2. Closing the metals loop

One obvious way to become less reliant on scarce metals from foreign mining operations is to make better use of the metals which are already circulating in our economy. Metals can be recycled over and over again. As such, and in sharp contrast to fossil fuels, they are a good fit in a climate-neutral and circular economy.

More recycling

Although some losses during the use and recycling of metals are inevitable, much higher recycling rates can be achieved than at present. Within the EU, only 65 per cent of the copper in discarded products currently enters the recycling loop (1), while the recycling rate for rare earths is less than one per cent – an outrage given their importance for the energy and digital transitions. Recyclability is often overlooked in the design of our most advanced devices.

Boosting the recycling of metals requires an increase in public research and investment. There is a need for new, energy efficient methods to separate metals which are mixed together, to recycle such alloys directly, and to reclaim small amounts of scarce metals from discarded devices. Public investments under the European Green Deal must guarantee that the knowledge gained gets out of the lab and into a state-of-the-art recycling infrastructure.

mobile phone and metals

Dissolvable circuit boards

British start-up Jiva Materials has
developed a bio-based printed
circuit board for electronics. Once
discarded, the circuit board can be
delaminated by immersing it in hot
water. This makes it easier to
separate the electronic components,
which contain a variety of metals, for
recycling. The natural fibres from
the circuit board can be composted
and returned to the nutrient cycle. (2)

In parallel, an extension of the EU’s ecodesign legislation should oblige producers to design for recycling. It should no longer be possible to put a product on the market without knowing how to recover its parts and materials. This requires a constant dialogue between producers and recyclers. Information on the composition and disassembly of devices should be accessible through digital product passports. (3) Toxic materials must be phased out. Ecodesign requirements should include a minimum percentage of recycled content in devices. This is paramount to making recycling more profitable and to spur innovation. (4) Without guaranteed demand, secondary metals risk being out-competed by virgin metals, the price of which rarely reflects the environmental and social costs of production.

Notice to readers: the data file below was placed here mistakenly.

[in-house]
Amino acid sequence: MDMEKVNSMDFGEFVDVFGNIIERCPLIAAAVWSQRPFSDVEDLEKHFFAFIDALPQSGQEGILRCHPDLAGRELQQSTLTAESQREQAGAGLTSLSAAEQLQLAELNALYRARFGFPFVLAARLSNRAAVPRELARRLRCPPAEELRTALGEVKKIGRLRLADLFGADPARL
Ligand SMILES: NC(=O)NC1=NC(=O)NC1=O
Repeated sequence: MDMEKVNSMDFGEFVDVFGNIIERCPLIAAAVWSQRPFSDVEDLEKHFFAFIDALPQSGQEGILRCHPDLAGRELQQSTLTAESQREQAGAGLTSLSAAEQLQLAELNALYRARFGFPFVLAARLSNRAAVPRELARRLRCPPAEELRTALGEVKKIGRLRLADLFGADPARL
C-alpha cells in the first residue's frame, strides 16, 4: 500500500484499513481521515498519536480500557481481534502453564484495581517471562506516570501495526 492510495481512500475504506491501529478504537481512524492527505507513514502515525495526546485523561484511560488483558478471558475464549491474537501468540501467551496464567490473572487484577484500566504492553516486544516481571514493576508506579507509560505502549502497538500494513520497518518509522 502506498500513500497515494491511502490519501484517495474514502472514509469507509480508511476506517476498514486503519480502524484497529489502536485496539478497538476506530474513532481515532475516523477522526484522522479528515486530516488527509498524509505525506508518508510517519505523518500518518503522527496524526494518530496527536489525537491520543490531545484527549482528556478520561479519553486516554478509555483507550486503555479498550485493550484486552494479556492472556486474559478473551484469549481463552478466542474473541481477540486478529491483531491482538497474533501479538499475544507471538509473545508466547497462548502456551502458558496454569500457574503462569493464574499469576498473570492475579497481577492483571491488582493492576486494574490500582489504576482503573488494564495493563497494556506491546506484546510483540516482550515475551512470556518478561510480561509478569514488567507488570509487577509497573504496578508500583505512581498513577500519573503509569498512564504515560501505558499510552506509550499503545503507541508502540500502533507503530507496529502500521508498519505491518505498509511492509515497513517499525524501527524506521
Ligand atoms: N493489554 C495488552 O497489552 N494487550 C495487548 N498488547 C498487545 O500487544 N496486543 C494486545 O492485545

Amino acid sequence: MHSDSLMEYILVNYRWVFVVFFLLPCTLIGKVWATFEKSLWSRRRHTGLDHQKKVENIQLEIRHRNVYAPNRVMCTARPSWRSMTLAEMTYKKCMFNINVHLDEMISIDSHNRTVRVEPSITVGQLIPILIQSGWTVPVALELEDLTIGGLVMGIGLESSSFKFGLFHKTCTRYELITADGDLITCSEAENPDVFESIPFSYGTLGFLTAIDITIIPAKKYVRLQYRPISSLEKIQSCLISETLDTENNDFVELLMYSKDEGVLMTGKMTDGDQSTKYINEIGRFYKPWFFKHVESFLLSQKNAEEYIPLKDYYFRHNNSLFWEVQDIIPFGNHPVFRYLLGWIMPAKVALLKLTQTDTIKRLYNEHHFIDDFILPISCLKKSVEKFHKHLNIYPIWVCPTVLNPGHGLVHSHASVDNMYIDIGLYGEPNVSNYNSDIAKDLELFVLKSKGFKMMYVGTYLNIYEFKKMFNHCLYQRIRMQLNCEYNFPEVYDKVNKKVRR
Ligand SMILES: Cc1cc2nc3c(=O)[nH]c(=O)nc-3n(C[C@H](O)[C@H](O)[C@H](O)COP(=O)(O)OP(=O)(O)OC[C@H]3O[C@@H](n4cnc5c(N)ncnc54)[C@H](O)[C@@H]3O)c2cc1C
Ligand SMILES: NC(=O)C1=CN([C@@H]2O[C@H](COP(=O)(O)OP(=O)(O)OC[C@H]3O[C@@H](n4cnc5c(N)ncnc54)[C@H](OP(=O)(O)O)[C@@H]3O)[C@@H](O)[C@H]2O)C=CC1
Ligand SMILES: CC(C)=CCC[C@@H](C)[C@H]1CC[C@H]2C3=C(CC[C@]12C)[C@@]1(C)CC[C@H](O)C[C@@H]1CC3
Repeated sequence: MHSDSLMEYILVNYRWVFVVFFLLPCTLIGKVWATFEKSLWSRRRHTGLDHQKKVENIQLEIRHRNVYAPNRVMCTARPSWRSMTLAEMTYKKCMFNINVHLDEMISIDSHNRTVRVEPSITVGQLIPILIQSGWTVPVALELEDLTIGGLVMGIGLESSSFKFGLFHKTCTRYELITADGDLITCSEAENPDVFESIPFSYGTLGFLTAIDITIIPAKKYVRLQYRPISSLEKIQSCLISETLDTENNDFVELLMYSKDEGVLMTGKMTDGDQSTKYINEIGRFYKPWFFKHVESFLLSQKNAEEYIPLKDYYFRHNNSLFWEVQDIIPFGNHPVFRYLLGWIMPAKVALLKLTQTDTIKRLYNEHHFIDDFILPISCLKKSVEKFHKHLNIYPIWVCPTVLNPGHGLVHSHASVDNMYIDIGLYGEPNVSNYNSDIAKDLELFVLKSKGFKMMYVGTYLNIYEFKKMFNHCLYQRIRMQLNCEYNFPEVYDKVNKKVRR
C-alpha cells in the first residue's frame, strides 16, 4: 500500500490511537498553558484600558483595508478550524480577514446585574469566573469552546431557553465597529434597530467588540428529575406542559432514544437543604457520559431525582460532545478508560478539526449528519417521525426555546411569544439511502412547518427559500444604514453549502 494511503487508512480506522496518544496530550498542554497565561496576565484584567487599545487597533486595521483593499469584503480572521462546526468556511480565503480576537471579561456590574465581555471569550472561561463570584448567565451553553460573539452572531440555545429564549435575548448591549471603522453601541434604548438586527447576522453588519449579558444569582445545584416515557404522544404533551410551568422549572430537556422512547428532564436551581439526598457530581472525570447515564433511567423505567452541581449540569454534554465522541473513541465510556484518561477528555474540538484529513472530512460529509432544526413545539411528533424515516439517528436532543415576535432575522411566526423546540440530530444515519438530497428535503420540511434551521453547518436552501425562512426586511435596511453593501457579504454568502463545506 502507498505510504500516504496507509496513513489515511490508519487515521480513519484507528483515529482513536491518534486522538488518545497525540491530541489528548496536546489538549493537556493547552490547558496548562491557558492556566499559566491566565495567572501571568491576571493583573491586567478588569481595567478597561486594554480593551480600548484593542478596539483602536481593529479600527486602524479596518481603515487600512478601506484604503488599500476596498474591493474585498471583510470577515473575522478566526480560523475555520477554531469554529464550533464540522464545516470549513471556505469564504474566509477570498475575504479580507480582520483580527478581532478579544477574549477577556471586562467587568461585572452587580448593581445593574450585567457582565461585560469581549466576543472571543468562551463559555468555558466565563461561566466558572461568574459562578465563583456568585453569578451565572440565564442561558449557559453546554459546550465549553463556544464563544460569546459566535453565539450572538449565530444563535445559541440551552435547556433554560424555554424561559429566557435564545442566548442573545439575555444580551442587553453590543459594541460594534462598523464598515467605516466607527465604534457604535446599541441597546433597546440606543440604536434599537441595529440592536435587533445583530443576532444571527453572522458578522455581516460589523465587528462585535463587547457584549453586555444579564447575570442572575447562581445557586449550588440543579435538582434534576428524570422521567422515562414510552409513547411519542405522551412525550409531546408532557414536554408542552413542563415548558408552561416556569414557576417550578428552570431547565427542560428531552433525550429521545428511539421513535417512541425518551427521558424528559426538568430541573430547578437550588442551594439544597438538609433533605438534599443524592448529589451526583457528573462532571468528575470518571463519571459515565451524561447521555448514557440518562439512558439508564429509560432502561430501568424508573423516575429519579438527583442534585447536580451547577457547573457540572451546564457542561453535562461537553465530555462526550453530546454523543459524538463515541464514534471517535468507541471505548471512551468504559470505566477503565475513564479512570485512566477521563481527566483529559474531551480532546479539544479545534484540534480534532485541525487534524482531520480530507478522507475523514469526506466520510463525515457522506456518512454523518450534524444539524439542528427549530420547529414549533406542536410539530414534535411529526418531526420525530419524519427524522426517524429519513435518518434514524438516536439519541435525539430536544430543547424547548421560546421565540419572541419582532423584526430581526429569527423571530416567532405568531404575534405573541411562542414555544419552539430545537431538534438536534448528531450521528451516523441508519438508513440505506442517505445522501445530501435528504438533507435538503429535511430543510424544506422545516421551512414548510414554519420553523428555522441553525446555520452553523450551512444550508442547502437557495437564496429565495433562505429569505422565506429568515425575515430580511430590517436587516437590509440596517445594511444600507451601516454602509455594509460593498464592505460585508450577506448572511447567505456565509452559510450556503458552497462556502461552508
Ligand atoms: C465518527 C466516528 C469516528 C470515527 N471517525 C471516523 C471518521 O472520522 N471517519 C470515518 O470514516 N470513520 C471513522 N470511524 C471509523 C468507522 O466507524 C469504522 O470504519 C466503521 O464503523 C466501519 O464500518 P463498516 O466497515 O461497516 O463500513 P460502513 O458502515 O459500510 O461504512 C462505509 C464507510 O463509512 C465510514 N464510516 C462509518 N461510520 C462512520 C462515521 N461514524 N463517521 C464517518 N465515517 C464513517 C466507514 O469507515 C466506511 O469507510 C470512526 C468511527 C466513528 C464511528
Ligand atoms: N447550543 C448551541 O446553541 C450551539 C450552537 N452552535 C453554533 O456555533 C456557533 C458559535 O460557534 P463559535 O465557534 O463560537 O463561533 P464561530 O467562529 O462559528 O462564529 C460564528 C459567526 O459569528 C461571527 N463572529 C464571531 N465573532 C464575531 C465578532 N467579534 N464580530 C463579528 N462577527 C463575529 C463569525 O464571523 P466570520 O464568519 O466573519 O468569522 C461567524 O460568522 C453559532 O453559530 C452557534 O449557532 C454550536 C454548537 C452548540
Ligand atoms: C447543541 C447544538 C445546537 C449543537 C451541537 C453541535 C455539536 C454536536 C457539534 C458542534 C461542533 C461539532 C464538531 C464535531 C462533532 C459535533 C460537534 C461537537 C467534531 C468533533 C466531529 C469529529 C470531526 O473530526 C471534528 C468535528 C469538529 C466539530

Boosting copper recycling

Eight large energy, telecoms, and
transport infrastructure operators
in the Netherlands have joined
forces to phase out the use of
virgin copper for installations and
cables by 2030. They also plan
to make their
unused copper
assets available for recycling.
These moves stimulate both
the demand for and supply of
secondary copper. (5)

Stricter legislation on producers’ responsibility for discarded devices should boost collection and recycling, preventing scarce metals from being downcycled to lower-quality products or landfilled. At present, less than 40 per cent of e-waste is recycled in the EU. (6) A substantial part of Europe’s metal scrap, discarded electronics, and end-of-life vehicles is exported to Asia and Africa. This often amounts to environmental dumping. Recycling within the EU would result in less pollution and more security of supply. The increased availability of recycled metals would also facilitate the domestic production of batteries, magnets, and solar panels. The EU needs to work on a more comprehensive waste export ban, with better enforcement.

Not enough in stock